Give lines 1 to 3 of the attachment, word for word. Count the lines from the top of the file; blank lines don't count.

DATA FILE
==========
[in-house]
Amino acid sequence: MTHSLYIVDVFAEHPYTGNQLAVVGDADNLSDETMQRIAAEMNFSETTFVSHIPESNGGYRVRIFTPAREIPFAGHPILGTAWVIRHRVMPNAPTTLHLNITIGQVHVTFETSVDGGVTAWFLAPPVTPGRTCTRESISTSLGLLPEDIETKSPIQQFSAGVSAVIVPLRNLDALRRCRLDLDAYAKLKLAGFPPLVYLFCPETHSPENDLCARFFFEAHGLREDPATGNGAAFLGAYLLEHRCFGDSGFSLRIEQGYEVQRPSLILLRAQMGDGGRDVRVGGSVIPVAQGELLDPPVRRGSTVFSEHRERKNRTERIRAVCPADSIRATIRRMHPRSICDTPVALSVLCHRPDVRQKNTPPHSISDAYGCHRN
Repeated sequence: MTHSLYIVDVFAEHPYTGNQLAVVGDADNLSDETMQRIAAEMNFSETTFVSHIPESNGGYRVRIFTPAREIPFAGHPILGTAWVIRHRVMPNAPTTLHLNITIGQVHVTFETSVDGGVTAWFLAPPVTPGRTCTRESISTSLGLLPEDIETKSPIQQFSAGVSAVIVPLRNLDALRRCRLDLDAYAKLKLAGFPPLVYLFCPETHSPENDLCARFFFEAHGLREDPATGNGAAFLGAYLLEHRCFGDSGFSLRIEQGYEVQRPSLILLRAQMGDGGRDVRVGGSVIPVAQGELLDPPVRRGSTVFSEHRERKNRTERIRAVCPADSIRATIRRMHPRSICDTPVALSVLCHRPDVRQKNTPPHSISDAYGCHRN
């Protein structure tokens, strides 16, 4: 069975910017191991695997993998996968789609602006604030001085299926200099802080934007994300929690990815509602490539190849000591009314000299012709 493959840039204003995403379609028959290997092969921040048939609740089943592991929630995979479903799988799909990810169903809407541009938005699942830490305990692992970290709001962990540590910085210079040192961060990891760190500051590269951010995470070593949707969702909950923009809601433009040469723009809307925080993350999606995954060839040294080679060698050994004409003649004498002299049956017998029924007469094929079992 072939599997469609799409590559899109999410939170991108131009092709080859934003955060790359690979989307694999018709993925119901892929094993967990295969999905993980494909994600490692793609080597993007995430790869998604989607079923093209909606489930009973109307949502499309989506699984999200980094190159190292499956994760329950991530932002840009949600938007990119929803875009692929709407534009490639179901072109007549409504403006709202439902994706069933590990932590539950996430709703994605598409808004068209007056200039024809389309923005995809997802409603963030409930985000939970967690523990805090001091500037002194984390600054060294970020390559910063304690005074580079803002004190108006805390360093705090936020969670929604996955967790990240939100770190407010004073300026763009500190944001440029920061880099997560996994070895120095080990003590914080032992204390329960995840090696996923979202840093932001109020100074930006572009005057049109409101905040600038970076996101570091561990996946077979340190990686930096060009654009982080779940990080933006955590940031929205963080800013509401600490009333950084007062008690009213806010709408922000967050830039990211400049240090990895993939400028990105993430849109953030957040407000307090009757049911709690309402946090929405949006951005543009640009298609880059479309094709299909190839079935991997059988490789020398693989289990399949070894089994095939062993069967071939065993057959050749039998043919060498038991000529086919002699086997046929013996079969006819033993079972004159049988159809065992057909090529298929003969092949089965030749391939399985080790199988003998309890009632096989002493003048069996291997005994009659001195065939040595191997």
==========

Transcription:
[in-house]
Amino acid sequence: MTHSLYIVDVFAEHPYTGNQLAVVGDADNLSDETMQRIAAEMNFSETTFVSHIPESNGGYRVRIFTPAREIPFAGHPILGTAWVIRHRVMPNAPTTLHLNITIGQVHVTFETSVDGGVTAWFLAPPVTPGRTCTRESISTSLGLLPEDIETKSPIQQFSAGVSAVIVPLRNLDALRRCRLDLDAYAKLKLAGFPPLVYLFCPETHSPENDLCARFFFEAHGLREDPATGNGAAFLGAYLLEHRCFGDSGFSLRIEQGYEVQRPSLILLRAQMGDGGRDVRVGGSVIPVAQGELLDPPVRRGSTVFSEHRERKNRTERIRAVCPADSIRATIRRMHPRSICDTPVALSVLCHRPDVRQKNTPPHSISDAYGCHRN
Repeated sequence: MTHSLYIVDVFAEHPYTGNQLAVVGDADNLSDETMQRIAAEMNFSETTFVSHIPESNGGYRVRIFTPAREIPFAGHPILGTAWVIRHRVMPNAPTTLHLNITIGQVHVTFETSVDGGVTAWFLAPPVTPGRTCTRESISTSLGLLPEDIETKSPIQQFSAGVSAVIVPLRNLDALRRCRLDLDAYAKLKLAGFPPLVYLFCPETHSPENDLCARFFFEAHGLREDPATGNGAAFLGAYLLEHRCFGDSGFSLRIEQGYEVQRPSLILLRAQMGDGGRDVRVGGSVIPVAQGELLDPPVRRGSTVFSEHRERKNRTERIRAVCPADSIRATIRRMHPRSICDTPVALSVLCHRPDVRQKNTPPHSISDAYGCHRN